Calling it an experience is not meant as marketing hype or hyperbole. It is truly an experience in learning and discovery. It all starts with the faculty. From the inception of GAIN I have worked to have a faculty who are the best at what they do, who not only talk the talk but also walk the walk. They are not self-promoters and all over the Internet but they know their stuff and have produced results. I select faculty who are willing to share and can teach. Read more
Over the years I have used this blog to discuss the work of coaches, athletes, psychologists, physiologists, biomechanists, and economists. But I have not once discussed the work of a philosopher. Since I have my bachelor’s degree in Philosophy, I have to take the opportunity once it arises. In a New York Times Online piece earlier this month, philosophy professor Barbara Gail Montero dissects the widespread view that thinking about what you are doing while doing it interferes with performance. There are few philosophical topics which relate more directly to hammer throwing.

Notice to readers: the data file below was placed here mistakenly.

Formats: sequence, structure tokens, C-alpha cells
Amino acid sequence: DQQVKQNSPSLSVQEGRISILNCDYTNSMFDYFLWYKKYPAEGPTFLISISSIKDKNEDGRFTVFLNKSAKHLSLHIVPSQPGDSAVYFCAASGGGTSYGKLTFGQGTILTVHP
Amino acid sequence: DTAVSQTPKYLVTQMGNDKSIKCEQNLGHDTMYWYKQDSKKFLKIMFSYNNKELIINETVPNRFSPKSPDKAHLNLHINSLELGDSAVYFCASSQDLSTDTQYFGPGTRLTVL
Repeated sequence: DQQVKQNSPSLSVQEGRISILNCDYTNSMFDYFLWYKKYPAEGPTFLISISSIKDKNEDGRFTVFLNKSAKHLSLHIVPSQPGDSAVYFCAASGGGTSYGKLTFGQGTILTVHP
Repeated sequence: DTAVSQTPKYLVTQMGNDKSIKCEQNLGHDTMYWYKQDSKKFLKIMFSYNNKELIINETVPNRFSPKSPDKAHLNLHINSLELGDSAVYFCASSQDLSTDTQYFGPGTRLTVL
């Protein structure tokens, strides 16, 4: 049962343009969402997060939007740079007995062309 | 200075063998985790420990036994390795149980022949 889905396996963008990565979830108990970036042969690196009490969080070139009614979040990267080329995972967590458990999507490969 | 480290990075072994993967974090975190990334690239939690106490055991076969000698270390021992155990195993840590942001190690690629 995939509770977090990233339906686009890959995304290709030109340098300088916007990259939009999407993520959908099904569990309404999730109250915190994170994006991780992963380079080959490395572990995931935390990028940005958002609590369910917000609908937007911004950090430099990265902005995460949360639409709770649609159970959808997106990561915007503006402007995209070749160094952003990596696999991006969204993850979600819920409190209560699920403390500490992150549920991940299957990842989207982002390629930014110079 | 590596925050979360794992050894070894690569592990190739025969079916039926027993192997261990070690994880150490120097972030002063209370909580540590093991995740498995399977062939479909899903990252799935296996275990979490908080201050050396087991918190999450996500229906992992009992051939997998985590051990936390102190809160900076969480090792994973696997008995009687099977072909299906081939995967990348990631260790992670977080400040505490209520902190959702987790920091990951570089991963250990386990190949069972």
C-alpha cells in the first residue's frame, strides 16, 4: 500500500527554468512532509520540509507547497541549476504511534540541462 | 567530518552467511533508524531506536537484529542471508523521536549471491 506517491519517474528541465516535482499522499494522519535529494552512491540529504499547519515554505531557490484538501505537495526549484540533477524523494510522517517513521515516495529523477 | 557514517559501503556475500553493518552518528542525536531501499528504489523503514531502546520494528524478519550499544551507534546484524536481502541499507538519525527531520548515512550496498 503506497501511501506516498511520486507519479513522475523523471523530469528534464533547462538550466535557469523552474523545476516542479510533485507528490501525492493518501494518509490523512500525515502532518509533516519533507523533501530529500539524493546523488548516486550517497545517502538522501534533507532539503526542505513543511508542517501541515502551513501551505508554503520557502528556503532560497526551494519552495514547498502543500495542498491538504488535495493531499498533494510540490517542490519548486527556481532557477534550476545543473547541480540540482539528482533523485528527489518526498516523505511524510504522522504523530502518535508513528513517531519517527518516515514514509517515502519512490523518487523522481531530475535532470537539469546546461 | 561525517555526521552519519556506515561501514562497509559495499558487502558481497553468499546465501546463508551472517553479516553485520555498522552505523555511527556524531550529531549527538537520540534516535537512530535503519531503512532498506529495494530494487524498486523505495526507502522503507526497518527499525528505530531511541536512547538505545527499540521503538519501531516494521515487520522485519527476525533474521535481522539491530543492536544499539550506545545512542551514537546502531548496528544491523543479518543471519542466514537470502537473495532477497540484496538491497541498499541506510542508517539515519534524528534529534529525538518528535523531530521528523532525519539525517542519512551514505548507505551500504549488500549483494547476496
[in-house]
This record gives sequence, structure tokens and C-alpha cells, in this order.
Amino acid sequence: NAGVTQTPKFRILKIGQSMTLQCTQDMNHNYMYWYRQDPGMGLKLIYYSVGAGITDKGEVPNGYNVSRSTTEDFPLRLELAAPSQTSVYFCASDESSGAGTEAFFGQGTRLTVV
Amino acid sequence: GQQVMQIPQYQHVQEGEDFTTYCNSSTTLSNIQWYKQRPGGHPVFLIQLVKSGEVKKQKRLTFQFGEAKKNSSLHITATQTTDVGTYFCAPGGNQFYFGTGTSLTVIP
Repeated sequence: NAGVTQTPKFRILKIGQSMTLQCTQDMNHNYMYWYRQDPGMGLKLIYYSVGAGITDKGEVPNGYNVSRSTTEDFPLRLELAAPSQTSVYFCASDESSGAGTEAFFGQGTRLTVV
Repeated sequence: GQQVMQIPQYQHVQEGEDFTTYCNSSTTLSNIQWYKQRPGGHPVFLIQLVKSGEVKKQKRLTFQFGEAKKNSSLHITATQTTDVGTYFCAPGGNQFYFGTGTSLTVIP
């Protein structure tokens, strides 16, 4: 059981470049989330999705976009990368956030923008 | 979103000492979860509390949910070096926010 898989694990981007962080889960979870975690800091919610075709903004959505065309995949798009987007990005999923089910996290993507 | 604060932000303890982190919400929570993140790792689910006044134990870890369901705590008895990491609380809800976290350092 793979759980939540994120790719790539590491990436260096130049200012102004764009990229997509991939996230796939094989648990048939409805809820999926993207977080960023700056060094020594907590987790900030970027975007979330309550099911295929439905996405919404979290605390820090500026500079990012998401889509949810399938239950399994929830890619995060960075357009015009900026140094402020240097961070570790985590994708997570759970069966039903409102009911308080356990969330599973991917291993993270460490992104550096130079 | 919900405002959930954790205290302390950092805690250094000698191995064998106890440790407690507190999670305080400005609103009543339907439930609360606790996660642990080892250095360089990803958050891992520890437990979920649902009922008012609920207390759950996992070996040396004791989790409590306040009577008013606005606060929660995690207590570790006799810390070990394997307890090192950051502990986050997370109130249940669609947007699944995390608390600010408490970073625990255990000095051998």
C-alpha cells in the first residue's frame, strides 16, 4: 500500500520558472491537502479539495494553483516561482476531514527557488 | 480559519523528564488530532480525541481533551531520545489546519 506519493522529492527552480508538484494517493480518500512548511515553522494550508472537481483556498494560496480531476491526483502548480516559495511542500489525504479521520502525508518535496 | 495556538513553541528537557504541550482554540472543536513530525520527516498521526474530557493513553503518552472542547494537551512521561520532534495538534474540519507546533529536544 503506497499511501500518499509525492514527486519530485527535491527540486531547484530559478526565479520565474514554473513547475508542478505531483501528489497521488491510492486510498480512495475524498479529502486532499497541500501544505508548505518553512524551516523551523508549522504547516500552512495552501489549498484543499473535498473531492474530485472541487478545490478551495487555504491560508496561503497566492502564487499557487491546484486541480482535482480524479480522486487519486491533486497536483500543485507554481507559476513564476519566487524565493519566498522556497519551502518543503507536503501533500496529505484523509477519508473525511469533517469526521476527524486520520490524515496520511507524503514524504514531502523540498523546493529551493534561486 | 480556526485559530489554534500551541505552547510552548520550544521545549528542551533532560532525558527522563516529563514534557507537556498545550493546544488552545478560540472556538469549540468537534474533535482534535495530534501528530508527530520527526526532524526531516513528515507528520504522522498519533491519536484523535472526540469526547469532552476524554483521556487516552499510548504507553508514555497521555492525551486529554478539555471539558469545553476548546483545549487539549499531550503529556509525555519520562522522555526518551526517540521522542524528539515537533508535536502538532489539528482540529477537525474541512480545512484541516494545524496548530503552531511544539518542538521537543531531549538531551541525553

In many areas, thinking about an action can make its execution worse. As Montero notes, “Start thinking about just how to carry a full glass of water without spilling, and you’ll end up drenched.” But this isn’t the case for all actions. Ordinary actions like carrying water will be easier when you do them without thinking about it. But when you start looking at the actions of experts, or hammer throwers, the just do it approach doesn’t always hold. And, for Montero, this is the area that interests her since she has a forthcoming book on thought and effort in expert action.
To correct running mechanics it is best to use Fault/Reason/Correction Paradigm. First identify the fault in the mechanics. Then find the reason for the flaw and then correct the flaw. Look at the big things first in the context of the PAL Paradigm. Get a sense of the flow of the action, before looking at specific considerations. Focus in on smaller pieces of the puzzle only after global considerations have been addressed. This is in concert with the whole/part/whole concept of motor learning, start with the whole action in this case running, then look at the parts. Decide what parts need attention. Design task oriented drills or movements that will reinforce the correction of those parts. Rather than focus on the fault you are trying to correct, give the athlete a task to achieve that will correct the fault. Above all coach the correction, don’t coach the flaw. Allow the runner to explore and solve the movement equation, then, as soon as possible relate the drill back to the whole action. Read more